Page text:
Inside China’s ‘Nuclear City’ That Can’t Be Found on Any Map

Inside China’s ‘Nuclear City’ That Can’t Be Found on Any Map

January 2, 2017
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China has one city that’s never been charted in any existing map. 
It’s very much like Panem’s District 13 in the “Hunger Games” trilogy.
Enter “404,” an isolated city located in the Gobi Desert about 100 kilometers from the city of Jiayuguan in Gansu Province.
map
The remote city, named after a China National Nuclear Corporation company, was built in 1958 to host the country’s first nuclear bomb at the height of the Cold War.
Image: Ruptly TV
Image: Ruptly TV
Once home to China’s greatest nuclear scientists, the 500-acre settlement is nearly empty with only about 1,000 residents left. Most were relocated to Jiayuguan in 2006, according to Sixth Tone.
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Abandoned factories, housing blocks, a library, park, playground, public bathhouse, zoo and other amenities remind visitors of its specially-designed livability.
An underground defense system was also built in case a nuclear war broke out.
Image: Li Yang
Image: Li Yang
Li Yang, a 32-year-old photographer, claimed to grow up in 404 and described how living there was like. He told Daily Mail:
“Other people would say their hometown is Beijing or Wuhan. What about me? I would say I come from 404 city. It feels strange.”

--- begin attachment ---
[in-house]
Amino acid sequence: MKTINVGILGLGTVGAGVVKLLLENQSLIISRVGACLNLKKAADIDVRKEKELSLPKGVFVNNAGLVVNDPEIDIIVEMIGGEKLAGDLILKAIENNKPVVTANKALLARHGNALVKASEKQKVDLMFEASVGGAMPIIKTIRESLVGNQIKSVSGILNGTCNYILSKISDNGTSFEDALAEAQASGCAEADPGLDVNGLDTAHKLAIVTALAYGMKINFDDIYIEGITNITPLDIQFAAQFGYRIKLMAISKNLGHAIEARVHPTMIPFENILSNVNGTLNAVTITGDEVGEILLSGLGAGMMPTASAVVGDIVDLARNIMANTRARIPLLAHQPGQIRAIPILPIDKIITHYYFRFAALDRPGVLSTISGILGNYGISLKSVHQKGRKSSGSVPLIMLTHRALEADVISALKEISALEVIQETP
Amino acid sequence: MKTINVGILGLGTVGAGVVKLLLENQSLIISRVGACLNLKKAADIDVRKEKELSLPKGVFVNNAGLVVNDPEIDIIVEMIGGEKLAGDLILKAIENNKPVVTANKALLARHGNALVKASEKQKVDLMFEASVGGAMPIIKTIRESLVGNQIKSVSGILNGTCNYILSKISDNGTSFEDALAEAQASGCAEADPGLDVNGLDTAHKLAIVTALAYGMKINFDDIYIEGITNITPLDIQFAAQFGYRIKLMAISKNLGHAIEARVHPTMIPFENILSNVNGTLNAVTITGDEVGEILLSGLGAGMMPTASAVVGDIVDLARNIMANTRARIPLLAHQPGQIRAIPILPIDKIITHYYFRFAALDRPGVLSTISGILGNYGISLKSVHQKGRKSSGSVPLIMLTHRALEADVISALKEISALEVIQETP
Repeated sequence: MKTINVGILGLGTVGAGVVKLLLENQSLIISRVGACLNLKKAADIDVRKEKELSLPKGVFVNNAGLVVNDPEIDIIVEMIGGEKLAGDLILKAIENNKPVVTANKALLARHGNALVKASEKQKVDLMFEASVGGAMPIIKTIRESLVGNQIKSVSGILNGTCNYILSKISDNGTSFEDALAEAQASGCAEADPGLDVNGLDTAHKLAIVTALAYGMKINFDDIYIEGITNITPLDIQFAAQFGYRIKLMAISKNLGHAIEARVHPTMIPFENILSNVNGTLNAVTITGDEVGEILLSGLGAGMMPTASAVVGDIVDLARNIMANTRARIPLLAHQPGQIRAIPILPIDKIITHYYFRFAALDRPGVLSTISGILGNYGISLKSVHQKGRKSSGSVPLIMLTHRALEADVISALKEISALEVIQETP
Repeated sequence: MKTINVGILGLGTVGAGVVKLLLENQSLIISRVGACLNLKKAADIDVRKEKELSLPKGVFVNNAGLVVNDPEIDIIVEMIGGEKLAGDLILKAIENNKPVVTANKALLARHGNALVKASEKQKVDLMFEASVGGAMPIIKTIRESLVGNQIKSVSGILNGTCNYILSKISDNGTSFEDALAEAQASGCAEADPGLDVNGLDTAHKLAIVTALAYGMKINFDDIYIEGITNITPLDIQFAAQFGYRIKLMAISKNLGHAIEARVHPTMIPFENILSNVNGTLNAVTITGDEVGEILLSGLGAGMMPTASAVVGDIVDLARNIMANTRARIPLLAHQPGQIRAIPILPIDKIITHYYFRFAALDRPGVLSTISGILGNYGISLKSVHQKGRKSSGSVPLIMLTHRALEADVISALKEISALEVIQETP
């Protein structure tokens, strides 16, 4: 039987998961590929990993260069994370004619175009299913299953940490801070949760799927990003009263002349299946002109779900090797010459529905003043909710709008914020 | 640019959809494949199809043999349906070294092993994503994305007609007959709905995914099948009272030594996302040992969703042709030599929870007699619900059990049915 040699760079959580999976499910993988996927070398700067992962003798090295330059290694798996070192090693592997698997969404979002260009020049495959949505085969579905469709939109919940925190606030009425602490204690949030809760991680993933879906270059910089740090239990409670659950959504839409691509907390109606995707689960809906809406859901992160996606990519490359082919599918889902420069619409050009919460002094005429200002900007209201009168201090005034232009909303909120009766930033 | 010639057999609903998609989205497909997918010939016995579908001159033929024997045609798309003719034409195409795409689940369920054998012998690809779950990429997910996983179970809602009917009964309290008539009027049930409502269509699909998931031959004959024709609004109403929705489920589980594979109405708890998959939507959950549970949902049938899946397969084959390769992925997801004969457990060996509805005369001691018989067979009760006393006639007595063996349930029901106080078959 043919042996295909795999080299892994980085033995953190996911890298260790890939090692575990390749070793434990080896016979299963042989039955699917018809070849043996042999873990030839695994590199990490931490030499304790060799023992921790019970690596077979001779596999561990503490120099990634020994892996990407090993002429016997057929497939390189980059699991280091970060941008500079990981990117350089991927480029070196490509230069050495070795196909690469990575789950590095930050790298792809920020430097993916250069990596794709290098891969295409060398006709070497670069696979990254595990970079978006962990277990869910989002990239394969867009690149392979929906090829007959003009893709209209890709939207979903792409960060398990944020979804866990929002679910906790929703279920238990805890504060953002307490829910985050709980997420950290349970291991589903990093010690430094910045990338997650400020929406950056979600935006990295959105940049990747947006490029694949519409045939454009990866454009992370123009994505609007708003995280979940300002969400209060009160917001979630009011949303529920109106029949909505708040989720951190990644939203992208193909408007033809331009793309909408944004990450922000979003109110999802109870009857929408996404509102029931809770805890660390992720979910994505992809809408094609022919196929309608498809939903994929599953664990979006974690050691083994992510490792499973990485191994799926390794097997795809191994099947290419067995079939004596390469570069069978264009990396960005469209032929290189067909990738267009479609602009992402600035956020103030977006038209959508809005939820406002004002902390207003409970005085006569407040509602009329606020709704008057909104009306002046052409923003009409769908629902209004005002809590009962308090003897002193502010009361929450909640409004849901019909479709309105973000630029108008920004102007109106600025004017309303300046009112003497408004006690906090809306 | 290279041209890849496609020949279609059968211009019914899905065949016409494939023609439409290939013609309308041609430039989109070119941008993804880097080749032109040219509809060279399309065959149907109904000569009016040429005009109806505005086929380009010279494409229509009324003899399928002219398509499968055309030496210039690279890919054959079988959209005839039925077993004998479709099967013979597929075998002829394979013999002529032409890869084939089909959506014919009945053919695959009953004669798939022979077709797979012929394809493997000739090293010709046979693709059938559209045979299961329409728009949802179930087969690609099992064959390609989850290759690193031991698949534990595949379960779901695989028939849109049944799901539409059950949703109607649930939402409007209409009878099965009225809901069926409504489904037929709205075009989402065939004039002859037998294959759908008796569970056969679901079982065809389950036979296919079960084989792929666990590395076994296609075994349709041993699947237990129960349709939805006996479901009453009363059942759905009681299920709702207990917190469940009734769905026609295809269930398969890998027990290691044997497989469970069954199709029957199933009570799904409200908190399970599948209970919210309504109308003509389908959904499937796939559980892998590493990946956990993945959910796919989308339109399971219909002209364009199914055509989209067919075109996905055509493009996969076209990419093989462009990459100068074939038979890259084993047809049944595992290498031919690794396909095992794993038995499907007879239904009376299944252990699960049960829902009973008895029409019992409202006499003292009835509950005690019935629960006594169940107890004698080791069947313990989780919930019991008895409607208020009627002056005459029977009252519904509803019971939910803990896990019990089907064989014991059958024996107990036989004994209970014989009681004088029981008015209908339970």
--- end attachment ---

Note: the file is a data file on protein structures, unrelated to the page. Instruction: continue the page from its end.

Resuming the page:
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The city had no means of transportation as it was possible to cross opposite ends in 15 minutes.
Image: Ruptly TV
Image: Ruptly TV
Li said China was determined to create the bomb then:
“It was a typical Communist collective lifestyle. People were sent from around China to live and work in the purposely built city to accommodate three generations. They brought their customs and languages to the melting pot. At the time, China wanted to build a nuclear bomb at all costs.”
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Li now lives in Beijing, but he never forgets his hometown. He’s worried about its future (via China.org.cn):
“Today, only some old people live in that town, and they have decided to die there. I am afraid my hometown will disappear forever together with its last senior residents.”
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      Carl Samson

      Carl Samson
      is a Senior Editor for NextShark

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